The frail woman gawked at me in complete disbelief; her anxiety etched into the lines of her face and held rigidly in her body.
“How can you sit there calmly? How can you not care about this? What if the terrorists win? What if the world economy collapses and we all end up standing in food lines?”
I was unsure what exactly it was she needed me to do in that moment? I was unclear how my freaking out on a summer afternoon in a small town in west Georgia was going to stop terrorism, hatred, fear, or the ultimate demise of the planet.
“What will you do if we all end up in food lines?” she pressed.
“Well,” I said as I gathered my thoughts. I wanted to give as honest answer as I could from my current vantage point. “Well, I guess I will just stand in food lines with everybody else. I guess I will lean on my friends and family when I need to and when I can and I will try to be aware of where I can be of service to others. Hm…” my ideas were starting to form more coherently now. “I guess I will try to do what I do now, which is just try and live my life to the best of my ability, as authentically as possible, under whatever circumstances I find myself in. I’m not sure what else to do other than that.”
That was several years ago and I hear myself echoing these same words on social media and in conversations as the negativity and anger and polarization heat up and often boil over in this country as we approach another election.
Today my husband and I were walking in our neighborhood, when a car we didn’t recognize pulled up to us. We didn’t know the driver; turns out she lives just a few blocks away. She was extremely angry about a few teenagers who had been causing problems in the area. In truth, I knew who the kids were, and I agreed that they were acting without regard to the safety and rights of others.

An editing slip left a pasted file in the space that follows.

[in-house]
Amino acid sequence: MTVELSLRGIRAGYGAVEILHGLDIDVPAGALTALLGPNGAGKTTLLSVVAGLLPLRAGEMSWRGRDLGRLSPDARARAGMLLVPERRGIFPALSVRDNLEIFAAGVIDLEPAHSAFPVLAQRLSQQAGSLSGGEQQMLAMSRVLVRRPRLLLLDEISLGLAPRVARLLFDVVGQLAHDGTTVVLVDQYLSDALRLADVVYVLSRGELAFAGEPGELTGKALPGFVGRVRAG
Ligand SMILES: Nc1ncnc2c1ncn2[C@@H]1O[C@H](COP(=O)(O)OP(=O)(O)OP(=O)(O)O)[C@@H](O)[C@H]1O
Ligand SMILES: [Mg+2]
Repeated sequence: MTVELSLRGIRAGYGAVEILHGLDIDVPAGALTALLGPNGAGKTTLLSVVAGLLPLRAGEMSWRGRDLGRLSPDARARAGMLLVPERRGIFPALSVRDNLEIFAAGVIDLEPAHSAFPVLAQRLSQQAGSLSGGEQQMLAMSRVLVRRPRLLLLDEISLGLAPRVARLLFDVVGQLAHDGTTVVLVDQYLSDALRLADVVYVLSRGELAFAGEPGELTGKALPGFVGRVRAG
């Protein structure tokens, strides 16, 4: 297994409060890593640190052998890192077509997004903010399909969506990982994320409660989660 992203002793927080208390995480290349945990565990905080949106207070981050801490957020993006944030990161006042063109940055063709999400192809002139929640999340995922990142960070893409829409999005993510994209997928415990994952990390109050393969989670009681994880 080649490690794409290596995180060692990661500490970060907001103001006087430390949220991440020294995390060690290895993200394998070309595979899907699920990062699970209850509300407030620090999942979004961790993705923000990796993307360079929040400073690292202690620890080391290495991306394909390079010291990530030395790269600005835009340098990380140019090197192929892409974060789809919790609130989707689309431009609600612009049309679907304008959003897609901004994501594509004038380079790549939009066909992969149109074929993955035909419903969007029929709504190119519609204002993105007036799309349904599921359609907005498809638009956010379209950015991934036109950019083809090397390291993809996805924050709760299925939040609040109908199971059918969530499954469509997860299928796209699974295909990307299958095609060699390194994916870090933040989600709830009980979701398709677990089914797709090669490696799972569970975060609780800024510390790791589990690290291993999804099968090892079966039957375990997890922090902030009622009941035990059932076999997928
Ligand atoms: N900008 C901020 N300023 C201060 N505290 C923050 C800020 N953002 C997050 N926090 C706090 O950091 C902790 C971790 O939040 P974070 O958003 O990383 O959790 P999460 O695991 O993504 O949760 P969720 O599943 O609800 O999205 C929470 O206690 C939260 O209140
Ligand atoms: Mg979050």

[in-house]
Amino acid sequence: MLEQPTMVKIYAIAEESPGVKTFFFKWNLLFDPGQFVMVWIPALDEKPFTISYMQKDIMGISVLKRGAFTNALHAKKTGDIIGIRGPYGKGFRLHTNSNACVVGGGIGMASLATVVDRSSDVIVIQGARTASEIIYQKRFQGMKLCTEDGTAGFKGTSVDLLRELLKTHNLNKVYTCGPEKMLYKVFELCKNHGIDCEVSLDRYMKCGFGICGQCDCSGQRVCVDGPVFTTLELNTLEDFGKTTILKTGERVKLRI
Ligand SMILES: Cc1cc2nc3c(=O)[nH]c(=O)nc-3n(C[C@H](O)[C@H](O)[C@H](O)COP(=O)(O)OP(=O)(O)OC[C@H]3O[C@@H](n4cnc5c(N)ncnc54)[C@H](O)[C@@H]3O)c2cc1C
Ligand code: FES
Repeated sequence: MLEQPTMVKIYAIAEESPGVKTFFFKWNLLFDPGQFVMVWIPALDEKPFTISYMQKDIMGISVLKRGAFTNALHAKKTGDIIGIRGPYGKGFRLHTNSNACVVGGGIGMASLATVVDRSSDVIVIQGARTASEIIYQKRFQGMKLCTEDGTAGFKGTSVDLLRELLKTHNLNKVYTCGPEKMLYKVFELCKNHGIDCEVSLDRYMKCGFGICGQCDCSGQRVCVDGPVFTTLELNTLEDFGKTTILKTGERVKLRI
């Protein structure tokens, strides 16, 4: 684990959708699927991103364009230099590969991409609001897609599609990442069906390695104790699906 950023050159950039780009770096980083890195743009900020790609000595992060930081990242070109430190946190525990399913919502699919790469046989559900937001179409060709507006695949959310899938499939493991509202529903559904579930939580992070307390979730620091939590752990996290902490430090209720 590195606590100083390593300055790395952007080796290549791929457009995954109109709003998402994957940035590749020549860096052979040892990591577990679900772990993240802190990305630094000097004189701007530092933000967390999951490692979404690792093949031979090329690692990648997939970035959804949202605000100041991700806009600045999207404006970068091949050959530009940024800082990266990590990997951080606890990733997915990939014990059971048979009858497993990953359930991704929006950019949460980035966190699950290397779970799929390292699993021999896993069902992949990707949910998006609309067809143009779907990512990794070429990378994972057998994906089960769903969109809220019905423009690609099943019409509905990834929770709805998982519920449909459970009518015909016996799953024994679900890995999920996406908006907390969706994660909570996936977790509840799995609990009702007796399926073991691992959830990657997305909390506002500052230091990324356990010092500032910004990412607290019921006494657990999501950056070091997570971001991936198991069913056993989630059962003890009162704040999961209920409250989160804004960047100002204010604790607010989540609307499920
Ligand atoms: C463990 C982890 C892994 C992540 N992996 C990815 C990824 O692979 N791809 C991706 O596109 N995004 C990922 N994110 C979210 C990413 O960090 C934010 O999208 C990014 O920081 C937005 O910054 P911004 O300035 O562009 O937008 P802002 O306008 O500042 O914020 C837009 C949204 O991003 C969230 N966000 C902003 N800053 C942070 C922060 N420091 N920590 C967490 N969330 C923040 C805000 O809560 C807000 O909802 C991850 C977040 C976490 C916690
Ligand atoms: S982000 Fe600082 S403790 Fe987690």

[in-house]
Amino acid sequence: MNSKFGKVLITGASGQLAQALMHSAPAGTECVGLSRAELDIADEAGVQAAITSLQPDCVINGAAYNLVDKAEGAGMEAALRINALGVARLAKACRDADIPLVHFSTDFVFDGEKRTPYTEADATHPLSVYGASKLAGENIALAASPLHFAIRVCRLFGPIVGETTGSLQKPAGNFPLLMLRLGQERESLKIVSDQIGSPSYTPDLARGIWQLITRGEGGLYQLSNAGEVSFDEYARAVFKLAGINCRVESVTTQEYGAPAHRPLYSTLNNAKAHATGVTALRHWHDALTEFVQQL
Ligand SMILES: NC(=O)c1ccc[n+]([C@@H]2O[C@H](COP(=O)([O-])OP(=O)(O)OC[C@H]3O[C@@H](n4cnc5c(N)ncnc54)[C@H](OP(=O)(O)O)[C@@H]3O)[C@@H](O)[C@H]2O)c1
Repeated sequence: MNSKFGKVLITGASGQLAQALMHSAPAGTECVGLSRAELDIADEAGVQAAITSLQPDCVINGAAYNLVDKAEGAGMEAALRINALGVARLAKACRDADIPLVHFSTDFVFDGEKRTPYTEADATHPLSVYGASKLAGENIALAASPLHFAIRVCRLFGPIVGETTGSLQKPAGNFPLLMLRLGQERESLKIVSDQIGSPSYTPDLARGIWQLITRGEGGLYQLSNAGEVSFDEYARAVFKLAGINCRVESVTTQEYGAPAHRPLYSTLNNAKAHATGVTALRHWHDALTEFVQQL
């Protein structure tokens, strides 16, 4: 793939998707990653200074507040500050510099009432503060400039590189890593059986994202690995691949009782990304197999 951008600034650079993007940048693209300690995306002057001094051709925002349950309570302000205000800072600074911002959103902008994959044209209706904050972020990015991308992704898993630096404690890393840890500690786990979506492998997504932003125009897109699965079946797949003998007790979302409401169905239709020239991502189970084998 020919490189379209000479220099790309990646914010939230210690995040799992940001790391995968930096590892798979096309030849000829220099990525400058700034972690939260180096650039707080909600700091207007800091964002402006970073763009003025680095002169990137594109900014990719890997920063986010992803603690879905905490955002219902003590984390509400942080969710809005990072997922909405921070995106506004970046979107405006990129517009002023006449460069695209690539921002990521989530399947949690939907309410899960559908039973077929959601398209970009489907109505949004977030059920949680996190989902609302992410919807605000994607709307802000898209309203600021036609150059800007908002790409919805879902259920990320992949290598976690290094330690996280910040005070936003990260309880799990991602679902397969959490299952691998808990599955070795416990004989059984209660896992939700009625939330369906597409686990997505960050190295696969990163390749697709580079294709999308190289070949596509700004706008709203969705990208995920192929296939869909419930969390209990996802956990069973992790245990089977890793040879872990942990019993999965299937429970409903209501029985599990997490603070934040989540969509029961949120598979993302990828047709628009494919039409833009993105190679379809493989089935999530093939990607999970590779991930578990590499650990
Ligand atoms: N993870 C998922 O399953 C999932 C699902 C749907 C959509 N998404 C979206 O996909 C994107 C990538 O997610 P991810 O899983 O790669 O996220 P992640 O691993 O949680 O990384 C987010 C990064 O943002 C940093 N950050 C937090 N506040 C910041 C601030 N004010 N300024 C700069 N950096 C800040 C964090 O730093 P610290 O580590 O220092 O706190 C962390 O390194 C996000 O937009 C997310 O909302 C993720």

I should just go ahead and be very clear about my ever-evolving relationship with neighbors. When my children were little, I had to have words with a neighbor’s teenagers about speeding on the street. We have been the home to host neighborhood ice cream parties and the neighbor others have come to for help.
We have also been the neighbor who had the pound called on them because our dog was a world class escape artist for the first four years of her life. We have also been the neighbors who have caused others to call the police when my oldest son lived at home and played drums, though we tried hard to communicate with neighbors and be respectful of their needs.
I had complete sympathy with this particular woman about her issues. I believed that the kids in question were making life difficult and potentially dangerous for others. I appreciated the efforts she was making to keep our neighborhood safe. It is also important to me that I live in a connected and happy neighborhood and this woman was not using words that made me feel connected or safe for myself or the children she was speaking about.
We listened and talked with her a little, trying to find common ground and to ignore her remarks that were filled with anger and hatred. A couple of times her rhetoric crossed a line for me, especially when she bordered on wishing that the kids would get hurt. At that point I’d had enough.
“You know,” I interrupted, “I agree with you about the problems and I appreciate what you’re doing to address it, but I just don’t agree with the anger and hatred, and I certainly hope no one gets hurt.”
This, strangely, stopped her in her tracks.
“Well…no,” she flustered. “I don’t really want anyone hurt either. I am really angry though and I want it stopped, but, no, I don’t want anyone to be hurt.”
It would have been easy enough to join the bandwagon. It certainly would have been more comfortable to ignore her comments or laugh along, but it wouldn’t have been authentic. And in that moment, that was enough. It was enough to stop the momentum of her rant and it was enough to just call it out in a neutral way. It was not necessary to criticize or belittle her. It was enough to come from the place of community; a community that includes this woman, myself and these children.
And this is how we create change.
You are enough. Just you. Right here. Right now. Just you being you. Just speaking your truth from a point of connection and community. In this way, we change the course of our culture and move toward a more common ground as we face our varied needs and values together.